Ontario is very fortunate that we have a Curriculum Forum organized by the Ontario Teachers Federation. I represented the Educational Computing Organization of Ontario during my term as President.
You can find the complete listing of Subject Group Forum Members here – https://www.otffeo.on.ca/en/services/curriculum-forum/otf-curriculum-forum-members/
The groups are organized in broad categories
- The Arts
- Business Studies
- Divisional Associations
- Guidance, Career and Cooperative Education
- Health and Physical Education
- Indigenous Studies
- Languages and Media Literacy
- Les associations francophones
- Library Learning Commons
- Outdoor and Environmental Education
- Religious Education
- Social Studies, History and Geography, Canadian and World Studies, Social Sciences and Humanities
- Special Education
Of course, I knew of the Subject Groups of the subjects that I taught, but I had no idea that there were so many active in the province.
In these troubled times, parents are going online looking for teaching resources and ideas for their children, your students. As we know, just doing a Google search can return great results but can also return inappropriate or, in some cases, very harmful resources.
Who better to provide appropriate Ontario resources than associations that support the regular classroom teacher? To find resources, just head to the big listing of Curriculum Forum members here, find the desired subject area and look for a Resources section on their website.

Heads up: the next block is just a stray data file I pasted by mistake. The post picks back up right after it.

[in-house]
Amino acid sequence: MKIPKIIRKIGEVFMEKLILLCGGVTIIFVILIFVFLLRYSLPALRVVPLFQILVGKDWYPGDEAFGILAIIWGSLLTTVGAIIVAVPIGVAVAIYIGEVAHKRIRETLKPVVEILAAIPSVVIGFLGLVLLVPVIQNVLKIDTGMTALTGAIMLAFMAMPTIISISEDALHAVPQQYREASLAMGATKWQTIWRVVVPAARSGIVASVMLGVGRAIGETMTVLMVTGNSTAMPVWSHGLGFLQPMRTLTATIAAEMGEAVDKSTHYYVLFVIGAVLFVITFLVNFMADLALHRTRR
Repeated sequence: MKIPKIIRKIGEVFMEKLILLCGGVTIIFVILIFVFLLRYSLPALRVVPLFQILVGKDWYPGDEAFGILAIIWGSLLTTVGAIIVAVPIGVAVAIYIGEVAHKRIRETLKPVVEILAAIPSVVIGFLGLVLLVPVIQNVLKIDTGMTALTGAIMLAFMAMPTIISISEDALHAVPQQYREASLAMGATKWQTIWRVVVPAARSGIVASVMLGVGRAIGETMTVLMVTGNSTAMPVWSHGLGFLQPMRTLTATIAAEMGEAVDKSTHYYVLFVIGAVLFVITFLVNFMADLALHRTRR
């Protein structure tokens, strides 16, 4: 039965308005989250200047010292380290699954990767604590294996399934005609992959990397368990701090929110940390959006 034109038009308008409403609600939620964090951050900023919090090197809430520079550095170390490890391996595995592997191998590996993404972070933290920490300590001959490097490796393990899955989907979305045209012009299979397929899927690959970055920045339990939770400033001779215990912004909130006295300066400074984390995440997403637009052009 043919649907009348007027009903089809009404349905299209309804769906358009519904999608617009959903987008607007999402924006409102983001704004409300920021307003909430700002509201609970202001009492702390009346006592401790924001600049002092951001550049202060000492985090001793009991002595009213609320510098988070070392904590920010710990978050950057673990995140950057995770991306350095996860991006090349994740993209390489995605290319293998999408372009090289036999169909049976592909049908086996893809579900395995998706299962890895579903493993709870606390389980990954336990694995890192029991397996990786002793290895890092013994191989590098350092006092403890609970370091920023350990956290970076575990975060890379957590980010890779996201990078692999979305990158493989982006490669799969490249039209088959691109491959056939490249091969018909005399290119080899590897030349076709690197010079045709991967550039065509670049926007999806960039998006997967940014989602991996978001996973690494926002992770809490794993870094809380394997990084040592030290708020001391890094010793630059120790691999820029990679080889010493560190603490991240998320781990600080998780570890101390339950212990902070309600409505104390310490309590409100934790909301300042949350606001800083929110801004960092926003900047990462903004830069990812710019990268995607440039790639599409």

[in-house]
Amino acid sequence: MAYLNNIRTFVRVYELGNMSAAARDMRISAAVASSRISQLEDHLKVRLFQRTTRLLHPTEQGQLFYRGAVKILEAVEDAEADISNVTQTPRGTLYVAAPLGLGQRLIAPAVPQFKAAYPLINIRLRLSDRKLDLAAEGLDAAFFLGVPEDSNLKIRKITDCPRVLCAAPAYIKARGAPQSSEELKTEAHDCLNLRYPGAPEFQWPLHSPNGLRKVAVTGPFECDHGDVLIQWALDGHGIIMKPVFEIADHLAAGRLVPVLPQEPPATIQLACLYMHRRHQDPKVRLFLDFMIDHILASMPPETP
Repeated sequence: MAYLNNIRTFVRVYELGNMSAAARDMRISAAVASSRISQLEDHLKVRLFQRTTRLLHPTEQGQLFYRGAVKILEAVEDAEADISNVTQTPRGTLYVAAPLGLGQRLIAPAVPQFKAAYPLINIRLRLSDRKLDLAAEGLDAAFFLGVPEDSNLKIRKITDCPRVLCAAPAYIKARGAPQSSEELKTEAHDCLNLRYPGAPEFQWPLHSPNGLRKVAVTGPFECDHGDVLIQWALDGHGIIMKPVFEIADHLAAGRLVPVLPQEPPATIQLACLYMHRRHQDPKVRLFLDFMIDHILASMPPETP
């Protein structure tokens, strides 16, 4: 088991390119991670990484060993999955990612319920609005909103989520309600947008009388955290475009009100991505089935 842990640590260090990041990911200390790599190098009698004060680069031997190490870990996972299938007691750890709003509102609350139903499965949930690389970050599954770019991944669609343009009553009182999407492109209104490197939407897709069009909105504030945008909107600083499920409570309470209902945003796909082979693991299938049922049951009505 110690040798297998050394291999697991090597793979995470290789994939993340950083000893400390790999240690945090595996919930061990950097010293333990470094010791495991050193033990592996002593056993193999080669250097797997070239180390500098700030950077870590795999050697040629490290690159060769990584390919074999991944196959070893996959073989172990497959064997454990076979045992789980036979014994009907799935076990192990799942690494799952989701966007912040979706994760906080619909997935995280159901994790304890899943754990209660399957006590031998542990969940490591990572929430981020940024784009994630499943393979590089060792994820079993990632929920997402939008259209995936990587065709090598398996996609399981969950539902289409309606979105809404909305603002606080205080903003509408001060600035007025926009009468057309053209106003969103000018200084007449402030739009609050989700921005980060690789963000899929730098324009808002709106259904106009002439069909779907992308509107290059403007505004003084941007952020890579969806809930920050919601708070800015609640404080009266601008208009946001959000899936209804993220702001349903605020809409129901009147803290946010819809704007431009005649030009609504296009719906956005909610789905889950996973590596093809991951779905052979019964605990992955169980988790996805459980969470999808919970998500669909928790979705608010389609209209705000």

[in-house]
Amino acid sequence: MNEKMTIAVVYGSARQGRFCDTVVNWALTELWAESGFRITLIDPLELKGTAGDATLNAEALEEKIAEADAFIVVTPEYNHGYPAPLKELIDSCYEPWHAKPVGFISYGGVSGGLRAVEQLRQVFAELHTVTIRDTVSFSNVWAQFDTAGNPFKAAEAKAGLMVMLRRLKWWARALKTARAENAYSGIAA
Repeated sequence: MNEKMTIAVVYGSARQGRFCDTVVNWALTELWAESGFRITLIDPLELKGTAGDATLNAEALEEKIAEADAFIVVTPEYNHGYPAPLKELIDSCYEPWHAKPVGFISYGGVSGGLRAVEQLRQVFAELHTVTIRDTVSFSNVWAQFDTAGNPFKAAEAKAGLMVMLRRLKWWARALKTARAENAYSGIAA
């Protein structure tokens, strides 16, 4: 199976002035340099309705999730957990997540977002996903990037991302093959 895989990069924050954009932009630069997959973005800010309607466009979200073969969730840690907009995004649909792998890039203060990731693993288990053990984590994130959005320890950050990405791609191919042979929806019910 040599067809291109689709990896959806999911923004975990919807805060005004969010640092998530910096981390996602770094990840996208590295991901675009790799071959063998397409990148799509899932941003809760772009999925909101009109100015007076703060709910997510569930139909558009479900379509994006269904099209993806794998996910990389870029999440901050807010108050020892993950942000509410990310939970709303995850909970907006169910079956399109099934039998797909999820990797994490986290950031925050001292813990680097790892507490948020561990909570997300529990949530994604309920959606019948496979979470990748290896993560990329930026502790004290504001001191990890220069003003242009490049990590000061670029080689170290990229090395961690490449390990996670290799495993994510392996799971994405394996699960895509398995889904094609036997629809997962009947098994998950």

For example, OAME (Ontario Association of Mathematics Educators) has this:
STAO (Science Teachers Association of Ontario) has a huge collection of resources including this:
And OAJE (Ontario Association of Junior Educators) shares resources including Financial Literacy.
This is but a start. Many of the organizations have similar collections. Some of the resources require a computer and some don’t. There is confidence that the content is directly related to addressing expectations from the Ontario Curriculum since it has been curated by the organization. Some content has been ramped up given the current situation and others have resources there on a regular basis.
If your Subject Association doesn’t have content that’s available, it wouldn’t hurt to drop a piece of feedback and ask for direction in finding appropriate resources. Time is precious; it needn’t be wasted finding resources. A great deal of goodwill can be had by recommending worthwhile Ontario resources.
Most Subject Organizations have a Twitter presence as well. I’ve created a Twitter list of them and it is available here.